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El Camino Christians

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Are you an "El Camino" Christian? Don't say you're one thing and then act like something else altogether.

“What is that?” my wife asked me earlier this week when a vehicle drove by that she didn’t recognize.  I informed her that it was Subaru’s version of the El Camino (The Brat)You don’t see many of them around anymore.

There aren’t a lot of El Camino’s left either. The El Camino \ Subaru Brat\ Ford Ranchero was a car-truck.

They were vehicular Minotaur’s, if you will. They couldn’t decide what they were.  Bull or Man?

If you really want a car, most people buy a car. Who wants the back of their car to be open to the outside?  I guess these were the days when it was still legal to haul passengers in the open bed, but why?  If you really want a truck, you will buy a truck. No self-respecting tradesmen would show up at the work site in a car named “Brat.”  “Hey Joe, is that your new Brat?”  

These car-trucks weren’t powerful enough to tow a load. They had low clearance. And the bed was small. Can you imagine Dennis Leary on an ad for a Ford car-truck?  “Okay look, if you’ve got the kind of job where you shower after work, then the words “good enough” are not in your lexicon. You need a Ford, Super-Duty Car-Truck thingy.” (They should have at least named them Minotaur so it would have at least sounded cool).

I have one daughter who is notorious for not being able to make up her mind. I guess the El Camino was for those middle-child personalities.

We oldest children want to say, “Just make up your mind!!”

I started reflecting on the current state of inefficient Christianity in relation to the El Camino. For so many years, Christianity was the default setting of religion in the U.S.  For many of us, it was a source of pride and comfort. But it also bred an incredible amount of hypocrisy. Preachers had to spend such an inordinate amount of time preaching against El Camino Christianity that they forgot what Jesus was ever for in the first place.

And it bred a culture of legalism, as we had to decide what it meant to actually look like a Christian, since supposedly everyone was one.

I think Miranda Lambert summed up El Camino Christianity in her last album:

It’s the same old you/When you get to drinking
The same old you/When you’re on the town
The same old you/In church on Sunday
Getting high when the sun goes down

“You can’t really decide if you’re a truck or a car. One thing during the week, and another on Sunday, but ultimately you are just the same old you.”

Jesus agrees. “These people honor me with their lips, but their hearts are far from me.”  Matthew 15:8

Just the same old you.

Honestly, my lips are usually in a better place than my heart, too. Please don’t read this as a call to stop being “worldly” and be a better Christian. If I’m being really honest, I can’t say that I’m a “good enough Christian” to tell you to go be a better one. Yes, be more like Jesus! That is the goal because that’s totally the best way to live.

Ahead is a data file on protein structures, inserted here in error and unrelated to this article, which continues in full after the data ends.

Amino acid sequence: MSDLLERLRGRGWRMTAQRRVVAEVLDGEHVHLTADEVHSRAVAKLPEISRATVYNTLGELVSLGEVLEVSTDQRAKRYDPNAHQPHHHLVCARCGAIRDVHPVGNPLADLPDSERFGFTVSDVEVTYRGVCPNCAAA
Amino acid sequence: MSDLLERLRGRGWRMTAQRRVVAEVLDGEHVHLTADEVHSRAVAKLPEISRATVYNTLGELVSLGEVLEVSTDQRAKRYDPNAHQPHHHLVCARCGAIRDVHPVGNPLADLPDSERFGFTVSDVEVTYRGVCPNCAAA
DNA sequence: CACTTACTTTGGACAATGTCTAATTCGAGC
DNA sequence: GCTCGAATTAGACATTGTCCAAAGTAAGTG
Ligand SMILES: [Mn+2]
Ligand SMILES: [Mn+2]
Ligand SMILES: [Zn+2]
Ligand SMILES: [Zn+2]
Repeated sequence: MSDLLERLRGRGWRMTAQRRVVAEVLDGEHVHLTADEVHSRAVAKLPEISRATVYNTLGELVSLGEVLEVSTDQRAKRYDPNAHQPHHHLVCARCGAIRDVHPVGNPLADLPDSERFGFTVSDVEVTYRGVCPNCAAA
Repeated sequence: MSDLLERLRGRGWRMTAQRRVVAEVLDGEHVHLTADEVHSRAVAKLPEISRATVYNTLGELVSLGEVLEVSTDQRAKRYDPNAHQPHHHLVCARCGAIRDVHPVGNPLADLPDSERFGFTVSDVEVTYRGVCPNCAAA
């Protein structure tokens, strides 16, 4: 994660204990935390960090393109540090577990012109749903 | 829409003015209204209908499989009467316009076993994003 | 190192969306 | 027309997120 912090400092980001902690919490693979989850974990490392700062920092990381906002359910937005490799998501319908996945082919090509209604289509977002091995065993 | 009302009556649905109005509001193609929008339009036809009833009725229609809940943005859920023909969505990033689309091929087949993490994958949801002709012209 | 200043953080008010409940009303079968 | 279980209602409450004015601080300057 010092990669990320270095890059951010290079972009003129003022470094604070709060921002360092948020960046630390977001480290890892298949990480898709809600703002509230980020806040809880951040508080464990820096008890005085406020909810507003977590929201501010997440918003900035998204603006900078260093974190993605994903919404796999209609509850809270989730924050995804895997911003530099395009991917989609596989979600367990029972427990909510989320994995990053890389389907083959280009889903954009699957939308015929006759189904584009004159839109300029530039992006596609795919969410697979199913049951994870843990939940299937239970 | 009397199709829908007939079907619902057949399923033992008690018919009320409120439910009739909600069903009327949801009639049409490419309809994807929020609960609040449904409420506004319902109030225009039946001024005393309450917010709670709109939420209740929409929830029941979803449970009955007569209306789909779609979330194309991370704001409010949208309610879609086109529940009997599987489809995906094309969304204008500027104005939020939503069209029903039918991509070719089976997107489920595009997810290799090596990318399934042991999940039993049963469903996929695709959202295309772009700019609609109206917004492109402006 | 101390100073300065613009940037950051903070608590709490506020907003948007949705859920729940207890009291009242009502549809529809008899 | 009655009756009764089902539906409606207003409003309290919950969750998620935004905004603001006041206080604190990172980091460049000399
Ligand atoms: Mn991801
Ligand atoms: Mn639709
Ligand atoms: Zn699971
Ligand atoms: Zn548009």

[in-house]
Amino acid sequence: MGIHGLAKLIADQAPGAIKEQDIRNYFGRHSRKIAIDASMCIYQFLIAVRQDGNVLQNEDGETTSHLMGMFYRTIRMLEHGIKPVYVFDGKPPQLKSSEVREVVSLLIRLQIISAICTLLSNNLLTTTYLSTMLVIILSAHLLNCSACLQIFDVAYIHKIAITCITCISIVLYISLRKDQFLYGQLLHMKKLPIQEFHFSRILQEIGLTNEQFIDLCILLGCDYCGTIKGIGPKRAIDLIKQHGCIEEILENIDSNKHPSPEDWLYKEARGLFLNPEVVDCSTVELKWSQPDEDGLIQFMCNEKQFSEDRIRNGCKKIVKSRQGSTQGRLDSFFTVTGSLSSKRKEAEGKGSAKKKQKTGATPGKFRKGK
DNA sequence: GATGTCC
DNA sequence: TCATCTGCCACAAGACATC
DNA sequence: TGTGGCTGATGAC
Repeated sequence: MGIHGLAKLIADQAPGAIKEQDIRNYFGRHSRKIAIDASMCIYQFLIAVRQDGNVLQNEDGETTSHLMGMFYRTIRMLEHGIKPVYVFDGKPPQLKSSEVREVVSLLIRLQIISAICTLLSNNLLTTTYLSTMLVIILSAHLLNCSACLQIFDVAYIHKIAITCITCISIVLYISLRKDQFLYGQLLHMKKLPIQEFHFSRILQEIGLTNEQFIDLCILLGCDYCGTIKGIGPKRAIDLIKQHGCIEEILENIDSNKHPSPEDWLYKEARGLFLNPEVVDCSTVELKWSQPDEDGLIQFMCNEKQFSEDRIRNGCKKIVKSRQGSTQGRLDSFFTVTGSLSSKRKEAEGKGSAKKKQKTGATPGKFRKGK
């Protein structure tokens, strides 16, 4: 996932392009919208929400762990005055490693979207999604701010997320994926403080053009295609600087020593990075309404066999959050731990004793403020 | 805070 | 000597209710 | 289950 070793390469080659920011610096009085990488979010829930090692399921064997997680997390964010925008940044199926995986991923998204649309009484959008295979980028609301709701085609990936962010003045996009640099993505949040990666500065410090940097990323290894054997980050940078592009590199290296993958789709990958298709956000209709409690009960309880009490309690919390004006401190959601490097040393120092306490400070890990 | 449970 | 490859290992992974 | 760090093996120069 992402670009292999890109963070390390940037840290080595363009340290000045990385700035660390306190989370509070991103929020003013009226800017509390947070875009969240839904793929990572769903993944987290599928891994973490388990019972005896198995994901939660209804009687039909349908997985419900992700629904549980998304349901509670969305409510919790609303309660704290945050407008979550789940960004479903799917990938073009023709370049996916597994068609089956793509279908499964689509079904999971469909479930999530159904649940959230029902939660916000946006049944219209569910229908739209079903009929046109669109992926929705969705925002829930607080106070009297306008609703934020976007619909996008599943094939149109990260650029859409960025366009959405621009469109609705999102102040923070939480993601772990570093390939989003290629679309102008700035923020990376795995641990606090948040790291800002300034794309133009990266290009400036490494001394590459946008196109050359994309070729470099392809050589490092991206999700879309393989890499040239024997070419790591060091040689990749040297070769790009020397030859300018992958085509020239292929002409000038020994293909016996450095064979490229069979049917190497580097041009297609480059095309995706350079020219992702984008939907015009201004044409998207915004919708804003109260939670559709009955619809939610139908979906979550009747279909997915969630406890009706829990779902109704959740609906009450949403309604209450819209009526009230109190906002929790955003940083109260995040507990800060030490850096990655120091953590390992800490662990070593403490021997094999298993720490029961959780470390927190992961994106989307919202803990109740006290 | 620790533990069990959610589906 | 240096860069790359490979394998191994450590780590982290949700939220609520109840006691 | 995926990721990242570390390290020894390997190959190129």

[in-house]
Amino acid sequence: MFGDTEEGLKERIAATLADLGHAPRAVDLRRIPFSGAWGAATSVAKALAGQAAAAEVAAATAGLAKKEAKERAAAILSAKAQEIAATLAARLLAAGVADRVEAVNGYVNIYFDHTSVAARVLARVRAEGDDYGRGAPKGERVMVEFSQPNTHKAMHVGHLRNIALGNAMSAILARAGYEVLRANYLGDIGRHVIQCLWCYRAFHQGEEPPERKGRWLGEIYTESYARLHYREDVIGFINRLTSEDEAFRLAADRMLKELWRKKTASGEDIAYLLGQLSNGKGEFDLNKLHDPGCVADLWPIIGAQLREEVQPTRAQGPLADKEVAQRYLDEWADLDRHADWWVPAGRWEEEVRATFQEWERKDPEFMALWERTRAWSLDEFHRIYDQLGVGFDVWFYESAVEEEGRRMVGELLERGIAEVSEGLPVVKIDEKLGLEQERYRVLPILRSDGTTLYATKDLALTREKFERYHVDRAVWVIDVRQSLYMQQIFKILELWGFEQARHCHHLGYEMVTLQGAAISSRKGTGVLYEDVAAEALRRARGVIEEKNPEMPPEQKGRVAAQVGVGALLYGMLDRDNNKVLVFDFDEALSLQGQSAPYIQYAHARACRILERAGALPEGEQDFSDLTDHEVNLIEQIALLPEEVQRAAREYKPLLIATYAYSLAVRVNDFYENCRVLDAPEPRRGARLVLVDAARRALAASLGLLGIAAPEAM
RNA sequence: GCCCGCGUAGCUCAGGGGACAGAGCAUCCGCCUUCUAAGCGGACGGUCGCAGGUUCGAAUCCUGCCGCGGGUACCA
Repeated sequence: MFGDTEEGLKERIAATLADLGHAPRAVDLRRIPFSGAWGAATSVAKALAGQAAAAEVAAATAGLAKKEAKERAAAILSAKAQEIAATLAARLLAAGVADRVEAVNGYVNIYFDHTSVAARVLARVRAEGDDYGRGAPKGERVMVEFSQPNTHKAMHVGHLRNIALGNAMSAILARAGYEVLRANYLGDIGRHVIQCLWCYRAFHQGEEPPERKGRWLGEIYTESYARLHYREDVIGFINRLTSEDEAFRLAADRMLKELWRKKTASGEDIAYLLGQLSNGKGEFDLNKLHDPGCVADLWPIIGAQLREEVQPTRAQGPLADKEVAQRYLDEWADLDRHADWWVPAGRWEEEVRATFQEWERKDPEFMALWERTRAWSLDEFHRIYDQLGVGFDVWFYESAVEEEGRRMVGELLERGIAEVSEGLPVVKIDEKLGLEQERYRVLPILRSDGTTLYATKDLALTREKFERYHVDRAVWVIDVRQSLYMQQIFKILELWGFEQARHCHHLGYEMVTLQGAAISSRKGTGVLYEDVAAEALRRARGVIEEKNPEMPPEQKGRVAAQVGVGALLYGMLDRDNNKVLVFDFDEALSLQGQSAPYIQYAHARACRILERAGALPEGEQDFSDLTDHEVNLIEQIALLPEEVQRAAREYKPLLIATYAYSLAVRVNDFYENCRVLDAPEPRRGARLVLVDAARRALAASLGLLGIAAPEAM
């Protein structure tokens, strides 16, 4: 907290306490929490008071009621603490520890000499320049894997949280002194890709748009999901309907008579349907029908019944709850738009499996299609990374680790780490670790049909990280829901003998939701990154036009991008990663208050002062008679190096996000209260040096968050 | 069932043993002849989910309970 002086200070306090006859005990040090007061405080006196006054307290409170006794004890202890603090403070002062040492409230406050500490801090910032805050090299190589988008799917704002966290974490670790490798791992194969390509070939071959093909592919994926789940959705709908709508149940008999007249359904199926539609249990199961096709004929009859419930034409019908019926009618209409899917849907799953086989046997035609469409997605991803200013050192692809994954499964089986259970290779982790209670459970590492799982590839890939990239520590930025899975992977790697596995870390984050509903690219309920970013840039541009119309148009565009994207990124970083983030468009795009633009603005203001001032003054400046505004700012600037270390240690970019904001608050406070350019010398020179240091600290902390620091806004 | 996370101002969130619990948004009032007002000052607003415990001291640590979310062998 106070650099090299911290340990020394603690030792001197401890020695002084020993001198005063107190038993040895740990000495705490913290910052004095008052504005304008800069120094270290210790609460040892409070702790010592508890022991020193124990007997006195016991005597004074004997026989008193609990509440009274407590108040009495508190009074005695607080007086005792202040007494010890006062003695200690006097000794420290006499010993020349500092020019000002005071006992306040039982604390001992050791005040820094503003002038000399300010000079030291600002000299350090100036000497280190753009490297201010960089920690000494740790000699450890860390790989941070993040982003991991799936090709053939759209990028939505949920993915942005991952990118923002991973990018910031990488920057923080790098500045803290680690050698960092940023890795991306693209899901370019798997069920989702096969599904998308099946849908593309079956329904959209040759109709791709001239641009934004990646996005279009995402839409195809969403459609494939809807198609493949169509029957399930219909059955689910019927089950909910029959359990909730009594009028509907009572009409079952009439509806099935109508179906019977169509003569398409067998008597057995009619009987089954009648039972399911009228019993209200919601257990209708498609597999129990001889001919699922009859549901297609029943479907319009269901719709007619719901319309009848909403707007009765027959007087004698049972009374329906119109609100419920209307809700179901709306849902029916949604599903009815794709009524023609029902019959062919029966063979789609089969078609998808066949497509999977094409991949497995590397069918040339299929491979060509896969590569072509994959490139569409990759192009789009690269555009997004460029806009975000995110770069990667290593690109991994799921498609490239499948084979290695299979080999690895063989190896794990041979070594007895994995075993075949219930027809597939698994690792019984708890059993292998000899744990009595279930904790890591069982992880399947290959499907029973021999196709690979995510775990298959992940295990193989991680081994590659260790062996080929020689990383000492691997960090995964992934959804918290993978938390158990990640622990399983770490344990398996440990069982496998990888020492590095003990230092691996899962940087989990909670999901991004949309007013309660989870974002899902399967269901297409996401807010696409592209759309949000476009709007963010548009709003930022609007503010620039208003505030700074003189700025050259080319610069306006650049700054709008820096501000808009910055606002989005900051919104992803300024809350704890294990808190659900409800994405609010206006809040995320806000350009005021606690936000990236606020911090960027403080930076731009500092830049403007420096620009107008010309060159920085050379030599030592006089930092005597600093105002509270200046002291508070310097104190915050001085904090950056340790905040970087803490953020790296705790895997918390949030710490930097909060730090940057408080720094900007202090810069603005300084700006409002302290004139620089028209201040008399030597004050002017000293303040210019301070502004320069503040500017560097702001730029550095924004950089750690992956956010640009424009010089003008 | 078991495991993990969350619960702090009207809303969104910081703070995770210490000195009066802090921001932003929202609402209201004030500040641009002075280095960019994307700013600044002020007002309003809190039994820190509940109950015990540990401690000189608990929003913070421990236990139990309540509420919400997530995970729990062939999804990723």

But what I’m saying is please don’t say you are one thing and act like another. Don’t honor Jesus with your lips if your heart isn’t there.

This is why I think it is so important to have relationships with the people you are trying to share Jesus with. If they know you, they will know your heart.

If they know that you really want to be a car, and your heart is a car, and sometimes you strap stuff to the top and go off road like a truck, but you really want to be a car – they are going to be attracted to the authentic nature of your journey with Jesus.

If they only see you profess to be a car and live like a truck – everyone loses.

I guess that’s why I don’t have a fish on my car. No offense if you do. I just don’t. It’s ironic that this symbol became so prevalent. Ironic because the early believers used the fish symbol as a way of quietly and secretly identifying other believers. In the early days of Christianity, legend tells us that a person would draw the underside of the fish symbol. If the person they met was a believer, they would draw the upper side and complete it. The symbol of the fish was common enough that it didn’t draw attention to them either. The whole idea was not to proudly wear their faith on their sleeves – it was just a way of quietly saying, “We’re in this together.”

Honestly, I’m not against someone else’s fish on their car.  I’m really not. It could be the same thing for you. Maybe it’s encouraging to you to see one on another car. I get it. I just don’t want to put one on my car and accidentally cut someone off in traffic and have them think, “It’s the same old you.”

To me, hypocrisy is the greatest hindrance to the mission of God. I’m hoping this kind of Christianity goes the way of the car-truck.  How great would it be for one of my grandkids to someday meet an El Camino Christian and ask me, “Grandpa, what is that?”

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